Aaron Hernandez case sparks bill to keep crime convictions intact

Aaron Hernandez
FILE - In this Friday, April 14, 2017, file photo, Former New England Patriots tight end Aaron Hernandez turns to look toward his fiancee Shayanna Jenkins Hernandez as he reacts to his double murder acquittal at Suffolk Superior Court in Boston. Hernandez’s family is planning a private funeral for the former NFL star in his hometown in Bristol, Conn. A spokeswoman for the Connecticut Funeral Directors Association said Saturday, April 22, that the service is set for Monday, April 24. The former New England Patriots tight end was found hanged in his cell in a maximum-security prison in Massachusetts early Wednesday, April 19. (AP Photo/Stephan Savoia, Pool, File)

BOSTON (AP) — The dismissal of Aaron Hernandez’s murder conviction after the former NFL star took his life in prison has renewed calls to change a longstanding legal tradition in Massachusetts.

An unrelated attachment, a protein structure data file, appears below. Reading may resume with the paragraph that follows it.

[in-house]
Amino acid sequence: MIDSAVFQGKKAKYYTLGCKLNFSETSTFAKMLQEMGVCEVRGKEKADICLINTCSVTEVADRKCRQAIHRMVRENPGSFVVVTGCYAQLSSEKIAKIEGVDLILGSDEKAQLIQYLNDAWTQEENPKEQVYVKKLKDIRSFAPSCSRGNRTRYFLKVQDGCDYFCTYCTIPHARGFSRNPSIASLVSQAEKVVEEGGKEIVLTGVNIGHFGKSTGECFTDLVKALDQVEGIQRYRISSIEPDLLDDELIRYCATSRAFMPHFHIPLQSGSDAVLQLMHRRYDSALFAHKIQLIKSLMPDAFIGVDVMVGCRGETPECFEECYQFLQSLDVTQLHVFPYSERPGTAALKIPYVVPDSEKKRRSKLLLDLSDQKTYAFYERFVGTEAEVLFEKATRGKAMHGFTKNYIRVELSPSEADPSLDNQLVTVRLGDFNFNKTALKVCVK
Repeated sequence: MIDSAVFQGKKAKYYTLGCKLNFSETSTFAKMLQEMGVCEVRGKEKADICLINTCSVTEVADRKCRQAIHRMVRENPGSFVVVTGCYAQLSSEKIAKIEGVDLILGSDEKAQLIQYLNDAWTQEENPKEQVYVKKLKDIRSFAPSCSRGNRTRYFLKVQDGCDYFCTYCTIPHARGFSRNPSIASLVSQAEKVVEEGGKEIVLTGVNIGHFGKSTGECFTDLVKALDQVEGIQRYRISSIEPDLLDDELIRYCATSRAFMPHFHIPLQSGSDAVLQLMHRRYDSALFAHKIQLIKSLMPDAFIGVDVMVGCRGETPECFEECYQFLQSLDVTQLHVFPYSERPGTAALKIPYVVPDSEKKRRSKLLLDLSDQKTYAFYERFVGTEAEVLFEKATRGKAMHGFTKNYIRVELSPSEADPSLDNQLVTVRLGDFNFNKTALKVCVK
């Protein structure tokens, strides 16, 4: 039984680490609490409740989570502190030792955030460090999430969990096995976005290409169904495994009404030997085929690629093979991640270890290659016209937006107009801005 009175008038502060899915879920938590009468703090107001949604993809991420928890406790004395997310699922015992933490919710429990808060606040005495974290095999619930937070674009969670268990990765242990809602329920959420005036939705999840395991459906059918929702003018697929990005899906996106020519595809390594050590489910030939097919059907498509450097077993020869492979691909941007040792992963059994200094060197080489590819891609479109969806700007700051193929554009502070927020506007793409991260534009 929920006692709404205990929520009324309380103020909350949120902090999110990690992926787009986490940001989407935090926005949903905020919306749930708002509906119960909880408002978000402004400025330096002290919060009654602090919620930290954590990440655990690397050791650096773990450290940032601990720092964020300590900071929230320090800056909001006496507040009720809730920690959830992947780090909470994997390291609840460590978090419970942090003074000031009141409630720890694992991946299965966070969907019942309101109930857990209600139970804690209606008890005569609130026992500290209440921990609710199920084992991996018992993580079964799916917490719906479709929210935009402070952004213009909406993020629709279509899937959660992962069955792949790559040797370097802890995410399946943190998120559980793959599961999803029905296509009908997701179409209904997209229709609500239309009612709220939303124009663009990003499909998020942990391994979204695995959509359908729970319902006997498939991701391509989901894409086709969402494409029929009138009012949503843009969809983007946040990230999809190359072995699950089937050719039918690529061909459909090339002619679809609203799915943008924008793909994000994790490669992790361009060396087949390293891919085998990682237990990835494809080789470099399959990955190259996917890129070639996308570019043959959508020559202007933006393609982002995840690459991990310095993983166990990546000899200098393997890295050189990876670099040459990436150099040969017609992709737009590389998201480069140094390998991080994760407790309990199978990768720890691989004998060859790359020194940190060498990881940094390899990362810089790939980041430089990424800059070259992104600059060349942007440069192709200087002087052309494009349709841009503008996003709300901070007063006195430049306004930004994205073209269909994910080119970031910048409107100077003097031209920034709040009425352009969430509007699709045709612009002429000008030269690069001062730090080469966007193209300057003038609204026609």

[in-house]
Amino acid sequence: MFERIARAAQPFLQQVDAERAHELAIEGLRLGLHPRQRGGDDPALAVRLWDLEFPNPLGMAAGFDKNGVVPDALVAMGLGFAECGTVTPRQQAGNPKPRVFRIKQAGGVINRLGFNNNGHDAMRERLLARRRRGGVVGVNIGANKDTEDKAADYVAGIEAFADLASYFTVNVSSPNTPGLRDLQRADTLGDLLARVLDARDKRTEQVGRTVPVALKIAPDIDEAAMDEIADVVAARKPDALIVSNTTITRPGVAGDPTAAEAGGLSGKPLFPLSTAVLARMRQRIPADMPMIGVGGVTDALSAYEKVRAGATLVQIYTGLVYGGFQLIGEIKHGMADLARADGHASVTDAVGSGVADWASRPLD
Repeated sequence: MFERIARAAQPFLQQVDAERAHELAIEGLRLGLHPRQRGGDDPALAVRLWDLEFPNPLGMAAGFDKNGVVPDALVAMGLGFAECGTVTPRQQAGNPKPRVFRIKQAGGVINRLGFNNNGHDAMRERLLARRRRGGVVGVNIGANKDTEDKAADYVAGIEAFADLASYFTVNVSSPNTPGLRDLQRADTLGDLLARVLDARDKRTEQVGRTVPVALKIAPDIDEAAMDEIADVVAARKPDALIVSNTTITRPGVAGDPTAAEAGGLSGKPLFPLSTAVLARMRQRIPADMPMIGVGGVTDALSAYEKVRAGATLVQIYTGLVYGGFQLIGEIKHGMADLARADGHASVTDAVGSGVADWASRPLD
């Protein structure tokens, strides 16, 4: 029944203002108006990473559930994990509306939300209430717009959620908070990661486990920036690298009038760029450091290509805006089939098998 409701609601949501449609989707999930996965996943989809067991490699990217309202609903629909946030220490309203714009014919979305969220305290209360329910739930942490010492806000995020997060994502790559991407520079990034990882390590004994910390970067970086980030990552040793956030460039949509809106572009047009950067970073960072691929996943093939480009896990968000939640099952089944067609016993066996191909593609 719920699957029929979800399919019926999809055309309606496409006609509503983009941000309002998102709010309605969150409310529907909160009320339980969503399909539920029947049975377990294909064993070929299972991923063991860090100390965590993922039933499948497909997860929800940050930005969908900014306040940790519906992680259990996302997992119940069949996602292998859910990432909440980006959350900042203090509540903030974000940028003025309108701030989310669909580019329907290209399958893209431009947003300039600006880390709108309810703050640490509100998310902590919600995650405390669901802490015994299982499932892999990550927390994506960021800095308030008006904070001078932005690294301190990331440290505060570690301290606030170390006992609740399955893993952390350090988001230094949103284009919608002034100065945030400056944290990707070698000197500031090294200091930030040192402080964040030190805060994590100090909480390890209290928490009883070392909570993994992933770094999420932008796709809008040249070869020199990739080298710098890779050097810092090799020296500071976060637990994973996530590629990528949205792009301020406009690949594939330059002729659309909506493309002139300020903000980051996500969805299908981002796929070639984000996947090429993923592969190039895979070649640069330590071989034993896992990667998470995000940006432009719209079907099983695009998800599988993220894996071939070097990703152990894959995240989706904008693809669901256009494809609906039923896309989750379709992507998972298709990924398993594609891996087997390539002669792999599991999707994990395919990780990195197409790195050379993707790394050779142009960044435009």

On Monday, lawmakers will hear testimony on a bill that would keep intact criminal convictions of people who die before their appeals are heard. That would eliminate the current legal doctrine cited by a judge last month in vacating Hernandez’s conviction in the 2013 murder of Odin Lloyd, a semi-professional football player.

The bill was filed on behalf of Middlesex District Attorney Marian Ryan well before Hernandez’s death.

If passed, it would only affect future cases and have no impact on the Hernandez ruling.

Hernandez took his life after his acquittal in two other slayings but remained in prison for Lloyd’s death.

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